The Centre for Advanced Robotics
@ Queen Mary (ARQ
) is inviting to its day of inauguration. We will be showcasing QMUL's varied and exciting robotics activities and hear from our researchers about their most recent advancements in their areas of interest - highlights include soft robotics, flying solar-copters, micro swarm robots, articulated prosthetics for children, robot co-workers for the factory environment, tactile sensing, haptic tele-operation, wearable robots and much more.
The event is open to everyone with an interest in the growing field of robotics, be it just curiosity or your professional interest in robotics. On the day, you will see the newly opened robotics laboratory, be able to attend a range of talks by the experts on applications of robotics and meet the Queen Mary research faculty during the networking reception in the historical Octagon hall of QMUL.
The event will take place on Thursday, June 29, 2017 at QMUL Mile End campus in London, UK
Robotics lab visit and demonstrations, venue: ARQ lab (see access details below)
(List of lab demonstrations: soft robotic manipulator, robotic prosthesis, haptics and tactile sensing, wearable robotics, etc TBD)
12:00 - 14:00 Lab open for school children (please register in advance, as places a limited).
14:00 - 15:30 Lab open for all members of public.
Talks "Robotics for Society", Demonstrations and Networksing reception, venue: Octagon (16:00-20:00)
15:45-16:00 Welcome tea/coffee reception
16:15-17:05 Autonomous robots: motivations, challenges and impact of an emerging technology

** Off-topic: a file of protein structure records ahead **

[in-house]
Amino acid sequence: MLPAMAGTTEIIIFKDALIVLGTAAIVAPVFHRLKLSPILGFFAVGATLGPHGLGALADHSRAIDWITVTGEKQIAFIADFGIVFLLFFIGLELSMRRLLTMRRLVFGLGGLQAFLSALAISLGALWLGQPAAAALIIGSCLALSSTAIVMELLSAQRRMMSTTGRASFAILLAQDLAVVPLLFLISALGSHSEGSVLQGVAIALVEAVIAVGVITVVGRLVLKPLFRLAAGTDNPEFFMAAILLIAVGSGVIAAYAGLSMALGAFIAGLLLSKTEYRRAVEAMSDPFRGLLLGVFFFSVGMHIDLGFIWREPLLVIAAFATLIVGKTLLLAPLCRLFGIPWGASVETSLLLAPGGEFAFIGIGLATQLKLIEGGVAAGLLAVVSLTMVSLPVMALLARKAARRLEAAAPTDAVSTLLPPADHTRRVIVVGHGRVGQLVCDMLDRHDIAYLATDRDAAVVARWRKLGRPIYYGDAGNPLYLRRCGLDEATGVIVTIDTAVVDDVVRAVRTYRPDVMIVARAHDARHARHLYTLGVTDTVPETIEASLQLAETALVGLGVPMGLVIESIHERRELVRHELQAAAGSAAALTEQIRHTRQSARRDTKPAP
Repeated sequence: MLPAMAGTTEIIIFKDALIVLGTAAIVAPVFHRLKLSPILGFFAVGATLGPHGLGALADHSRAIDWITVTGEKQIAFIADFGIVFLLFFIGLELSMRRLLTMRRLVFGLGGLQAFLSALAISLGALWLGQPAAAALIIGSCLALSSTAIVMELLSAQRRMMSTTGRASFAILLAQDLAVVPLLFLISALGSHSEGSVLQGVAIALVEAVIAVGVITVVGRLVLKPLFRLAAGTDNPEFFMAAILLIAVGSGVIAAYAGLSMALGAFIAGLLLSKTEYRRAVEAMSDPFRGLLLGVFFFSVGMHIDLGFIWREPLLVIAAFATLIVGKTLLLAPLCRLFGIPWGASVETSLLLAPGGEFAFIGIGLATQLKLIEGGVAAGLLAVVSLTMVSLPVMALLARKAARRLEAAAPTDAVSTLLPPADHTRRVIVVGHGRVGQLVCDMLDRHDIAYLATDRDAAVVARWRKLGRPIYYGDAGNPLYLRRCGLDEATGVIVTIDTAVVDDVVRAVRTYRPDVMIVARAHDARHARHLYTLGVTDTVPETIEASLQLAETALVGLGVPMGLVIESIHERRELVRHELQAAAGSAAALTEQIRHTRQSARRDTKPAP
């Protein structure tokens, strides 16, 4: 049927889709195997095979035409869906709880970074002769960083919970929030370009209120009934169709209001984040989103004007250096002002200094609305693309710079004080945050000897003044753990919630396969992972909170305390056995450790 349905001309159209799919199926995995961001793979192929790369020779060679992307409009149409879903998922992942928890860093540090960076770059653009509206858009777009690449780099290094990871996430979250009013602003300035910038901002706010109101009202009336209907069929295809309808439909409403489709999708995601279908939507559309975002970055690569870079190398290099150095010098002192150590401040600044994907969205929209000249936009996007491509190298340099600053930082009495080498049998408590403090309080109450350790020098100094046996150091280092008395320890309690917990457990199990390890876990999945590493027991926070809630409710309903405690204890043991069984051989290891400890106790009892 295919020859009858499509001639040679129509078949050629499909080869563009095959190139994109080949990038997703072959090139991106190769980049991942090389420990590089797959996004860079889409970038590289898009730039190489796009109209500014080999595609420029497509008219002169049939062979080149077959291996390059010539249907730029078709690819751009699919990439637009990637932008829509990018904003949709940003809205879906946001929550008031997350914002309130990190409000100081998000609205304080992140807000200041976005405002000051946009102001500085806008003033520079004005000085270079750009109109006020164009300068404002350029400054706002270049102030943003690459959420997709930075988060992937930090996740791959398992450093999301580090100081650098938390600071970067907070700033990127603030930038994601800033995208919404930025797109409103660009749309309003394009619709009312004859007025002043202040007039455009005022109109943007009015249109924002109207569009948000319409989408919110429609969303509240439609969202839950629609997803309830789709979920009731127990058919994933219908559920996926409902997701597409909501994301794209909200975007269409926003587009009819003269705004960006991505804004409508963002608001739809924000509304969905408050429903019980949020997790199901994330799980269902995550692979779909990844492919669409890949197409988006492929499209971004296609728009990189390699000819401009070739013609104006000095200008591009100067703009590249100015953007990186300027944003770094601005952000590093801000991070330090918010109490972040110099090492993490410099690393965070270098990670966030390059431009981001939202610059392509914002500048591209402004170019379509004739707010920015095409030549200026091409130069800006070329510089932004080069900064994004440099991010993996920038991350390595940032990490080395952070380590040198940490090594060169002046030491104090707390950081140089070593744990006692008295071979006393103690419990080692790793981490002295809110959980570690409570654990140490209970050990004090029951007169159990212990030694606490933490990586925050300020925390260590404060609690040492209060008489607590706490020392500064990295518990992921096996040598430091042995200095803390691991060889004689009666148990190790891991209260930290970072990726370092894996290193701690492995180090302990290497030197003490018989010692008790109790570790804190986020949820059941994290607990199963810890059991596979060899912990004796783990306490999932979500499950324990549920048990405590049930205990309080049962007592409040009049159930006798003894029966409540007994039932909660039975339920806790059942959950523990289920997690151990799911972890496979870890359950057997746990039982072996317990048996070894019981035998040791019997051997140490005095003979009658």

, Professor Paolo Fiorini
, University of Verona, Italy (details below)
coffee/tea break (15 mins)
17:20-17:30 Fly by the Sun: The ‘Solarcopter’ prototype, Dr Hassan Shaheed (ARQ, SEMS, QMUL)
17:40-17:50 Cognitive robots that learn like humans and from humans
, Dr Lorenzo Jamone
(ARQ, EECS, QMUL)
Interactive demonstrations and networking reception, venue: Octagon, 18:10-20:0
(List of interactive demonstrations: augmented musical instruments, robotics for manufacturing, soft robots, TBC)
Invited Keynote talk details (16:20-17:10):
Autonomous robots: motivations, challenges and impact of an emerging technology
Professor Paolo Fiorini, University of Verona, Italy, IEEE Fellow
Abstract. Autonomous robots are under active research and scrutiny, because they capture the interest and imagination of large communities and have great potential impact on lifestyles, occupation and societal organization. Since the road to autonomy is long and difficult, it is likely that specific sectors, mostly professional, will lead the way by gradually introducing semi-autonomous features into existing robotic products. As it happened in the past, robotic surgery is a candidate to lead this process because it addresses a very small market segment, its users are experienced and sophisticated professionals, and there is a demand of novel features in surgical robotic products. In this talk I will discuss some of the motivations for the introduction of autonomous robots in surgery and in other fields, and the many technical challenges that need to be overcome. Since ethical and social aspects of robotic autonomy will determine the acceptance of this new technology, I will also report on the on-going discussion among the stakeholders about introducing autonomous robots into the job market.